Did you know that of the roughly 6,000 languages spoken in the world today, it is estimated that at least 43% are endangered, or to some extent endangered, and are likely to disappear in this century?
What’s even more surprising is that among them are common languages spoken in the British Isles and other thriving European countries.
At Busuu, we want to encourage everyone to keep these languages alive for as long as possible, or just hear and enjoy them before it’s too late.
Here are the 12 most surprising European languages that are critically endangered
- Manx – Critically Endangered (2,000 speakers)
- Cornish – Critically Endangered (8,000-13,000 speakers)
- Jersey French – Endangered (2,000 speakers)
- Guernsey French – Endangered (1,300-1,400 loudspeakers)
- Swiss German – Endangered (4,930,000 speakers)
- Irish – Definitely endangered (77,185 speakers)
- Pontic Greek – Definitely endangered (200,000 speakers)
- Welsh – Vulnerable (750,000 speakers)
- West Flemish – Vulnerable (1,000,000 speakers)
- Scottish – Vulnerable (1,500,000 speakers)
- Belarusian – Vulnerable (4,000,000 speakers)
- Eastern Slovak – Vulnerable (number of speakers unknown)
This list includes languages commonly used in the UK – Irish, Welsh and Scottish.
Cornish, Manx, Guernsey French, and Jersey French are also on the list. These British languages are only spoken by around 3.5% of the country’s population!
In Europe, variants of Flemish, Greek, German and Slovak are also endangered or endangered.
Belarusian is also classified as “at risk” as most Belarusians speak Russian at home, despite being spoken by around four million people.
Swiss German is the most endangered European language on our list and is classified as “Endangered”. Although it is estimated that around five million people speak the language in Switzerland, it is mainly spoken by grandparents and older generations.
The United Nations Education, Science and Culture Organization (UNESCO) uses a six-level ranking system to determine how vulnerable any language is around the world.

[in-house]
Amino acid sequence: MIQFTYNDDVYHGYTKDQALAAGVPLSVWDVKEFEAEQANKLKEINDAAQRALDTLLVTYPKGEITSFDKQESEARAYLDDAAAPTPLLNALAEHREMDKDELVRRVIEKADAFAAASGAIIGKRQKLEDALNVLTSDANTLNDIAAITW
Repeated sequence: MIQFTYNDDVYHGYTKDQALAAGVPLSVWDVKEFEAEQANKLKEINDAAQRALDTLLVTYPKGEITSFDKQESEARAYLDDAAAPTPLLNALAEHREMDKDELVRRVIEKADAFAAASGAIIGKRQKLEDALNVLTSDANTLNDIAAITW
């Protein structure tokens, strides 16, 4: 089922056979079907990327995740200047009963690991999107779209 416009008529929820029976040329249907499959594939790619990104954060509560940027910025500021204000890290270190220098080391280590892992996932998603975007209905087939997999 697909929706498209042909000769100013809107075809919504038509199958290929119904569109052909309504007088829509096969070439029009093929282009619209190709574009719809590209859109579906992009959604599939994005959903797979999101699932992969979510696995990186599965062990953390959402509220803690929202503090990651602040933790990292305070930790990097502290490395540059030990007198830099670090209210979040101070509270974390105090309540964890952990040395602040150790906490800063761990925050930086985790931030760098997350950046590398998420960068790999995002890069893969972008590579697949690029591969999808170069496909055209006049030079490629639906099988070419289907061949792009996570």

This system marks every language as “safe”, “endangered”, “definitely endangered”, “critically endangered”, “critically endangered” and “extinct”.
Instead of being determined by the number of speakers around the world, the names are mainly determined by the “transmission of a language between generations” – in other words, whether older generations pass the language on to younger generations.
For example, the language is safer when most children speak the language at home, and more vulnerable when the youngest speakers are grandparents and older.
Busuu’s foremost linguist, Federico Espinosa, says, “Many may be shocked to discover that the more popular regional dialects are dying, but unfortunately this is not surprising.
“People no longer choose to live their lives in the same regions as their families. Globalization means that people move around and do not pass on their regional dialect.
“It’s great to see that some are committed to preserving their mother tongue. The Welsh government has set ambitious goals to double the number of native speakers by 2050. This is a really positive step forward. “